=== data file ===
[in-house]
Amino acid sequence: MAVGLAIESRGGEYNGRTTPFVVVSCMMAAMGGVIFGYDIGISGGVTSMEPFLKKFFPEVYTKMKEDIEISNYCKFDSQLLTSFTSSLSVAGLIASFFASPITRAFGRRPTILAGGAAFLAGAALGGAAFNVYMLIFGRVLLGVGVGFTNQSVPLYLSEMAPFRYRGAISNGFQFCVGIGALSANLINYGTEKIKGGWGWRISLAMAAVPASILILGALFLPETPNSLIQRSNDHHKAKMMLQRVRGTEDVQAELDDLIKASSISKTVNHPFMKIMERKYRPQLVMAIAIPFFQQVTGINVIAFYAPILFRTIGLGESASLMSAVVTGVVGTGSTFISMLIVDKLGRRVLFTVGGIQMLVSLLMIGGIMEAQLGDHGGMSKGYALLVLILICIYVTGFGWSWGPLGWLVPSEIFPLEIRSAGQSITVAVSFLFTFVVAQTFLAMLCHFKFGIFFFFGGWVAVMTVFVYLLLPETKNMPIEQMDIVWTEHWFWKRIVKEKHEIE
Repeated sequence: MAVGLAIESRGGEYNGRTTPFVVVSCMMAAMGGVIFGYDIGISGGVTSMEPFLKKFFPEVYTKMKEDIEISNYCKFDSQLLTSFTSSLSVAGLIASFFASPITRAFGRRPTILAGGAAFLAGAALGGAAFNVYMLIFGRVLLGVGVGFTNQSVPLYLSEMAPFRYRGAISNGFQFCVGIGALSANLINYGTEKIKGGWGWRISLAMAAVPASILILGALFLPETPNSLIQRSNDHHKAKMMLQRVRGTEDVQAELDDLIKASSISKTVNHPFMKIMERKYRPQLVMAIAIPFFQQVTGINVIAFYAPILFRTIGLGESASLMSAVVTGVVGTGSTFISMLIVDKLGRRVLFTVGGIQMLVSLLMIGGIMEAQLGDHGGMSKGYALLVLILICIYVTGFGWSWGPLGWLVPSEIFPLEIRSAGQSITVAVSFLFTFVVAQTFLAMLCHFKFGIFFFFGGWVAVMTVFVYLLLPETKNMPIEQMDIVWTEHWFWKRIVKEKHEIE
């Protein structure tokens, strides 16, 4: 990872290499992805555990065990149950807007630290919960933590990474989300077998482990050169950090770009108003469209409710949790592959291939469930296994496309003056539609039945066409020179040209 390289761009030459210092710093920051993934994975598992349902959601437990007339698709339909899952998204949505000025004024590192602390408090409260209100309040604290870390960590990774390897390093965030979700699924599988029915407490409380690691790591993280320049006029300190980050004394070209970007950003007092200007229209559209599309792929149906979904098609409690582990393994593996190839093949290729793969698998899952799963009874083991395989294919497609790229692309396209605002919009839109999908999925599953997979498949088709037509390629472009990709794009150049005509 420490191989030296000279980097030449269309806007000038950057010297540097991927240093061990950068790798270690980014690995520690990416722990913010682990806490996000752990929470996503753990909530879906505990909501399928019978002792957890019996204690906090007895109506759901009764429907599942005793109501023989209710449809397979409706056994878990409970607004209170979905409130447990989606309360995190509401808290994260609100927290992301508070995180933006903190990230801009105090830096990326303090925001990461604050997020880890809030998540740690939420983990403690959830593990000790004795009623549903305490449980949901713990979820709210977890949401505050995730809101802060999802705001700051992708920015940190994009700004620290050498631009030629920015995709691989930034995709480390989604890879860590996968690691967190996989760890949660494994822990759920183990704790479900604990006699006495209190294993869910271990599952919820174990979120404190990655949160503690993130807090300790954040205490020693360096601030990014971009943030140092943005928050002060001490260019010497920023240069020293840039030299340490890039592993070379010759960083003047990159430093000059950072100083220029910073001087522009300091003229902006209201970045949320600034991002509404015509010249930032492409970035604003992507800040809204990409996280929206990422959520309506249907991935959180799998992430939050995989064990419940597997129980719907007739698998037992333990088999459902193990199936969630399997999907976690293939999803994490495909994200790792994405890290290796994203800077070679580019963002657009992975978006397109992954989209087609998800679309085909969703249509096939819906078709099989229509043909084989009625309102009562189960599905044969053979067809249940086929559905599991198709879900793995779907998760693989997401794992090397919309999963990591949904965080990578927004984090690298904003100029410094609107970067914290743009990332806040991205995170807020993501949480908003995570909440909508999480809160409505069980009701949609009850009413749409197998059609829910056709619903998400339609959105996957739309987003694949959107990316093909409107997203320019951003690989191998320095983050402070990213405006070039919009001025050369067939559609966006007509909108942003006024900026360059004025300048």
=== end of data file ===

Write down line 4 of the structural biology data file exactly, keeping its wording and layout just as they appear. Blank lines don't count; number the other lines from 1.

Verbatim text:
């Protein structure tokens, strides 16, 4: 990872290499992805555990065990149950807007630290919960933590990474989300077998482990050169950090770009108003469209409710949790592959291939469930296994496309003056539609039945066409020179040209 390289761009030459210092710093920051993934994975598992349902959601437990007339698709339909899952998204949505000025004024590192602390408090409260209100309040604290870390960590990774390897390093965030979700699924599988029915407490409380690691790591993280320049006029300190980050004394070209970007950003007092200007229209559209599309792929149906979904098609409690582990393994593996190839093949290729793969698998899952799963009874083991395989294919497609790229692309396209605002919009839109999908999925599953997979498949088709037509390629472009990709794009150049005509 420490191989030296000279980097030449269309806007000038950057010297540097991927240093061990950068790798270690980014690995520690990416722990913010682990806490996000752990929470996503753990909530879906505990909501399928019978002792957890019996204690906090007895109506759901009764429907599942005793109501023989209710449809397979409706056994878990409970607004209170979905409130447990989606309360995190509401808290994260609100927290992301508070995180933006903190990230801009105090830096990326303090925001990461604050997020880890809030998540740690939420983990403690959830593990000790004795009623549903305490449980949901713990979820709210977890949401505050995730809101802060999802705001700051992708920015940190994009700004620290050498631009030629920015995709691989930034995709480390989604890879860590996968690691967190996989760890949660494994822990759920183990704790479900604990006699006495209190294993869910271990599952919820174990979120404190990655949160503690993130807090300790954040205490020693360096601030990014971009943030140092943005928050002060001490260019010497920023240069020293840039030299340490890039592993070379010759960083003047990159430093000059950072100083220029910073001087522009300091003229902006209201970045949320600034991002509404015509010249930032492409970035604003992507800040809204990409996280929206990422959520309506249907991935959180799998992430939050995989064990419940597997129980719907007739698998037992333990088999459902193990199936969630399997999907976690293939999803994490495909994200790792994405890290290796994203800077070679580019963002657009992975978006397109992954989209087609998800679309085909969703249509096939819906078709099989229509043909084989009625309102009562189960599905044969053979067809249940086929559905599991198709879900793995779907998760693989997401794992090397919309999963990591949904965080990578927004984090690298904003100029410094609107970067914290743009990332806040991205995170807020993501949480908003995570909440909508999480809160409505069980009701949609009850009413749409197998059609829910056709619903998400339609959105996957739309987003694949959107990316093909409107997203320019951003690989191998320095983050402070990213405006070039919009001025050369067939559609966006007509909108942003006024900026360059004025300048």